4. Fatehpur Sikri, Uttar Pradesh
Fatehpur Sikri, a modest but significant town in the Agra District, was included in the list of India’s UNESCO World Heritage Sites in 1986. The Mughal Emperor Akbar constructed it in 1571 as a memorial to Sheikh Salim Chisti, a revered Sufi saint. One of the best displays of Emperor Akbar’s building skill is this Indo-Islamic masterpiece. With a distinctive fusion of Hindu and Islamic features, the architecture and design of the buildings excite tourists and enthusiasts of the building design.
5. Ajanta Caves, Maharashtra
The site was designated as a UNESCO site in India in 1983 and is now maintained by the Archaeological Survey of India. The construction of these prehistoric caverns occurred in two stages, the first beginning of the second century and the second from 400 to 650 CE. About 101 kilometres separate Aurangabad from Ajanta Caves. Many historic monasteries and chapels are known to have been housed in these caves. The artwork on their walls shed light on Lord Buddha’s births and previous incarnations.
5. Ellora Caves, Maharashtra
A well-known ancient monument and World Heritage site in India, the Ellora Caves are located 29 kilometres northwest of the city of Aurangabad. Indian-rock-cut architecture is very well known for the Ellora Caves. The approximately 34 rock-cut temples and caves, which date from roughly 600 to 1000 AD, are crucial for studying the way of life at the time. The fact that there are Hindu, Buddhist, and Jain temples shows how different faiths and beliefs were accepted in ancient Indian history.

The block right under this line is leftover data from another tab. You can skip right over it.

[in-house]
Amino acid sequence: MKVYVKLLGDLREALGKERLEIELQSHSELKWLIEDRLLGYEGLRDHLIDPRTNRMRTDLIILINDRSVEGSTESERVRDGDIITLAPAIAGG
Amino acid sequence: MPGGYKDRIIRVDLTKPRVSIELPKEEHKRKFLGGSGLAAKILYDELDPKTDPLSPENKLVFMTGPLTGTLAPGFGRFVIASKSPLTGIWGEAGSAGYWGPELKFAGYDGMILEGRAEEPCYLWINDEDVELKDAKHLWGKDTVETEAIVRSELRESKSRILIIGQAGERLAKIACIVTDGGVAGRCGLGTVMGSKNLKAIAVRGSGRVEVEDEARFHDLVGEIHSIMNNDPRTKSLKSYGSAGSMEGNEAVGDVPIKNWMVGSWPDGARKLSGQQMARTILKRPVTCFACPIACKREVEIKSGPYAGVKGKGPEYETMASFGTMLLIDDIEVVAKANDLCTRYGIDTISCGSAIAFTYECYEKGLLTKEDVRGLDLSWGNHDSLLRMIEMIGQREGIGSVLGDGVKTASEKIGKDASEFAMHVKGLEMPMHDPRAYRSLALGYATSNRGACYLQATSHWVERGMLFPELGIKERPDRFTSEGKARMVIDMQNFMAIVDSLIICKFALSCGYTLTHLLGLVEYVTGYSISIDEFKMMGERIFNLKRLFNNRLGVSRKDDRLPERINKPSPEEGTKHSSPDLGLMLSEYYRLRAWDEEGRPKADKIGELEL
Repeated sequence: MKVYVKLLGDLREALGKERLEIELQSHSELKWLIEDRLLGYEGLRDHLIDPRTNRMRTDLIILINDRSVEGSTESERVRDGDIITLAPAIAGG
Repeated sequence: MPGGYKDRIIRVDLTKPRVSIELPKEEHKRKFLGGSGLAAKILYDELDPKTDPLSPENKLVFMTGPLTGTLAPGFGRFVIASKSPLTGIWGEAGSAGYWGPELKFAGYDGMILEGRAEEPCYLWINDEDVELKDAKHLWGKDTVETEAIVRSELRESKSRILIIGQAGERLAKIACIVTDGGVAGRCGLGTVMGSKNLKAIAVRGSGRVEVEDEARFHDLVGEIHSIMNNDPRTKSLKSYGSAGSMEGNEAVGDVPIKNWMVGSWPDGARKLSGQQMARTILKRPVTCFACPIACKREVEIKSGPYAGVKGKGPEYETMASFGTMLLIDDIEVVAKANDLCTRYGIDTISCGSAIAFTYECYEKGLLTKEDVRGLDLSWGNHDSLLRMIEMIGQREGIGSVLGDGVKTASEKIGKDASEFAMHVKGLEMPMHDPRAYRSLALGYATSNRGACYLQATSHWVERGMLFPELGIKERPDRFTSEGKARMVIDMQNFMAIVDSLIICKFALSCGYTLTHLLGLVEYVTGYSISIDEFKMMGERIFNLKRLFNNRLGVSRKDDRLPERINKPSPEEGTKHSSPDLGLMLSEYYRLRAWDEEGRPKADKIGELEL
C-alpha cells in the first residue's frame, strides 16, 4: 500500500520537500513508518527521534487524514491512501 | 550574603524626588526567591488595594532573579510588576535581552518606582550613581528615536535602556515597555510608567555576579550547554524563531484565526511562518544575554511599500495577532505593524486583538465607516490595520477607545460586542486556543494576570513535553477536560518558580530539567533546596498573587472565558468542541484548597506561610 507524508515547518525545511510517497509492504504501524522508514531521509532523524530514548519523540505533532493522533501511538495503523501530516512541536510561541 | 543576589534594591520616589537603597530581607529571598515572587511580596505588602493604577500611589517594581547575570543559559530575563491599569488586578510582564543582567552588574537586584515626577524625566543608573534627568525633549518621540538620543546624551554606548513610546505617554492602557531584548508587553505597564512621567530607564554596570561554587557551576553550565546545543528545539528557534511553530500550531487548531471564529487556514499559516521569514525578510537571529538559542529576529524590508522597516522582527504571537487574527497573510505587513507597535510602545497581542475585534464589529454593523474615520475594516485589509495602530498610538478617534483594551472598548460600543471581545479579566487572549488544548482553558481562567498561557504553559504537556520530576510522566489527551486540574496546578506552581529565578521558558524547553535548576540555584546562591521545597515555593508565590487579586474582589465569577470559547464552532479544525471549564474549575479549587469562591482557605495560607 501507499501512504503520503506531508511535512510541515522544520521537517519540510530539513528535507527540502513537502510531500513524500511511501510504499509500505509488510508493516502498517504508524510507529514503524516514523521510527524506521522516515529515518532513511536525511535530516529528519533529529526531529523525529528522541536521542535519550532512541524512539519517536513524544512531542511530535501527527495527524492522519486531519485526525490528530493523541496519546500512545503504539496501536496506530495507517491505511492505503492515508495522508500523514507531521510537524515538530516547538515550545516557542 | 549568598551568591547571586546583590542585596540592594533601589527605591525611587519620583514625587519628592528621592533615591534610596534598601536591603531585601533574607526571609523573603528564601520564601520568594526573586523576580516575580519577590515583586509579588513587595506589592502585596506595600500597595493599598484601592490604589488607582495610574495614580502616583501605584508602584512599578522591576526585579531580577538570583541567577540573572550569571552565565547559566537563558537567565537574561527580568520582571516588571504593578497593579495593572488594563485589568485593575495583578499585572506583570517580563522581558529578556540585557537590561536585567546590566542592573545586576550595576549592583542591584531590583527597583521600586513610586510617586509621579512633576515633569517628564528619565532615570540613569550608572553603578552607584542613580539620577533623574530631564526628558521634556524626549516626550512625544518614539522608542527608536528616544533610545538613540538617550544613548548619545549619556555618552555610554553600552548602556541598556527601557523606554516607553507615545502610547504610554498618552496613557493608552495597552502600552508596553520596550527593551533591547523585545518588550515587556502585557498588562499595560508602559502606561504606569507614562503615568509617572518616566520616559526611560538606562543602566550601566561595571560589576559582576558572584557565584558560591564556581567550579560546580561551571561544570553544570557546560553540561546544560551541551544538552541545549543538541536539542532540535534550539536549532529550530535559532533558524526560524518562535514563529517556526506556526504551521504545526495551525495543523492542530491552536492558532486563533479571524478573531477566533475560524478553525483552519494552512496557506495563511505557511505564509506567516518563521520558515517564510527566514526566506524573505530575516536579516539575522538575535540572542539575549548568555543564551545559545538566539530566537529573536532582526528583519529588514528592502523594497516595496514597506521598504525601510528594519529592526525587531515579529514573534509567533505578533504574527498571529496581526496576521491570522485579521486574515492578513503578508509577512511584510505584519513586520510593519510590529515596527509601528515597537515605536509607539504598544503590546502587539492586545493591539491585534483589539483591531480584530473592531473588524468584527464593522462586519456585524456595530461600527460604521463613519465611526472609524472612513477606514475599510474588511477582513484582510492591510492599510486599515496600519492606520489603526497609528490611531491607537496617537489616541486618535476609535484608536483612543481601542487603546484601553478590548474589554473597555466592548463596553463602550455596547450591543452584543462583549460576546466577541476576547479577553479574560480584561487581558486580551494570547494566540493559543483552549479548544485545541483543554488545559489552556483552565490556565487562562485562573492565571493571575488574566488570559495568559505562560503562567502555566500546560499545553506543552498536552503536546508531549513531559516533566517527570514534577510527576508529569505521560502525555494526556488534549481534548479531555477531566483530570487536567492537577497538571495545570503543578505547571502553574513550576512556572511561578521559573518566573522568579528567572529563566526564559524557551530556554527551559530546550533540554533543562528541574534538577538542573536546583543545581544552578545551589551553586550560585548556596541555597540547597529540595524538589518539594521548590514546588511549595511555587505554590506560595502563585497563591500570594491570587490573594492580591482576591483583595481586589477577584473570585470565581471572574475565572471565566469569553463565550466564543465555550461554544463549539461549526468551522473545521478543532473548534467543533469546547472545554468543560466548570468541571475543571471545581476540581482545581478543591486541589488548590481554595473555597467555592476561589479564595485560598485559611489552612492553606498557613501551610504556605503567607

6. Bodh Gaya, Bihar
Bodh Gaya is situated almost 96 kilometres from Patna, Bihar. As the location of Mahatma Buddha’s enlightenment, it is a significant sacred site for Buddhists. Siddhartha attained Enlightenment and transformed into Gautam Buddha under the revered Bodhi Tree. In roughly 250 BCE, during Ashoka the Great’s rule, the renowned Mahabodhi Temple was built. It’s among the first Buddhist temples.
7. Elephanta Caves, Maharashtra
The Elephanta Caves, often referred to as Gharapurichi Leni, are a collection of carved cave temples, many of which are devoted to Lord Shiva. They date from sometime between the fifth and eighth centuries, are located around 25 kilometres from Bombay, and are renowned for their magnificent rock-cut architecture. There are two separate clusters of caves here: the first is a sizable collection of five Hindu caves, and the second is a pair of Buddhist caves. They contain a large number of rock-cut stone sculptures, such as the Shiva and Parvati on the Kailash statue, Ravana raising the Kailash Mountain, the Trimurti, or three different incarnations of Lord Shiva, the Ardhnareshwar, or Shiv ji and Parvati within a single body, and the Shiva Linga.